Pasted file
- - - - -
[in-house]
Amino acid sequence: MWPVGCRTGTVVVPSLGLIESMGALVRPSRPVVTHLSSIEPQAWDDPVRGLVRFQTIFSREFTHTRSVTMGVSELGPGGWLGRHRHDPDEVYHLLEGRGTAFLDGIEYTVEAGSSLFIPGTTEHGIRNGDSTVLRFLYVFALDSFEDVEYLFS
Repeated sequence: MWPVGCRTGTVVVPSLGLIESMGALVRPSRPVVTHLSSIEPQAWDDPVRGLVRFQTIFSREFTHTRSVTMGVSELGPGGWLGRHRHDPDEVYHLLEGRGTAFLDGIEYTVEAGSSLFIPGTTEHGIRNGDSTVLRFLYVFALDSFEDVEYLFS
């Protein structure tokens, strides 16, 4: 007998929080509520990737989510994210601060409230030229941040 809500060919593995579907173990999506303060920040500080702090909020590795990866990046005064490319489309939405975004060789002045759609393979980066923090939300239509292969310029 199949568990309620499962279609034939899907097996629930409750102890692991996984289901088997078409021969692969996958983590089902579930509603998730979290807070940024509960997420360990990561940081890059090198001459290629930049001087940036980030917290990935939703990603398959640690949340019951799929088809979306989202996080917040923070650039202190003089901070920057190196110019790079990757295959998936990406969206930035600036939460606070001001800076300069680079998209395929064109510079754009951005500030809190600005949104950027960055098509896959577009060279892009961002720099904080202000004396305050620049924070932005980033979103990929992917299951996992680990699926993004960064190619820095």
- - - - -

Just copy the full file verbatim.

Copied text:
[in-house]
Amino acid sequence: MWPVGCRTGTVVVPSLGLIESMGALVRPSRPVVTHLSSIEPQAWDDPVRGLVRFQTIFSREFTHTRSVTMGVSELGPGGWLGRHRHDPDEVYHLLEGRGTAFLDGIEYTVEAGSSLFIPGTTEHGIRNGDSTVLRFLYVFALDSFEDVEYLFS
Repeated sequence: MWPVGCRTGTVVVPSLGLIESMGALVRPSRPVVTHLSSIEPQAWDDPVRGLVRFQTIFSREFTHTRSVTMGVSELGPGGWLGRHRHDPDEVYHLLEGRGTAFLDGIEYTVEAGSSLFIPGTTEHGIRNGDSTVLRFLYVFALDSFEDVEYLFS
């Protein structure tokens, strides 16, 4: 007998929080509520990737989510994210601060409230030229941040 809500060919593995579907173990999506303060920040500080702090909020590795990866990046005064490319489309939405975004060789002045759609393979980066923090939300239509292969310029 199949568990309620499962279609034939899907097996629930409750102890692991996984289901088997078409021969692969996958983590089902579930509603998730979290807070940024509960997420360990990561940081890059090198001459290629930049001087940036980030917290990935939703990603398959640690949340019951799929088809979306989202996080917040923070650039202190003089901070920057190196110019790079990757295959998936990406969206930035600036939460606070001001800076300069680079998209395929064109510079754009951005500030809190600005949104950027960055098509896959577009060279892009961002720099904080202000004396305050620049924070932005980033979103990929992917299951996992680990699926993004960064190619820095």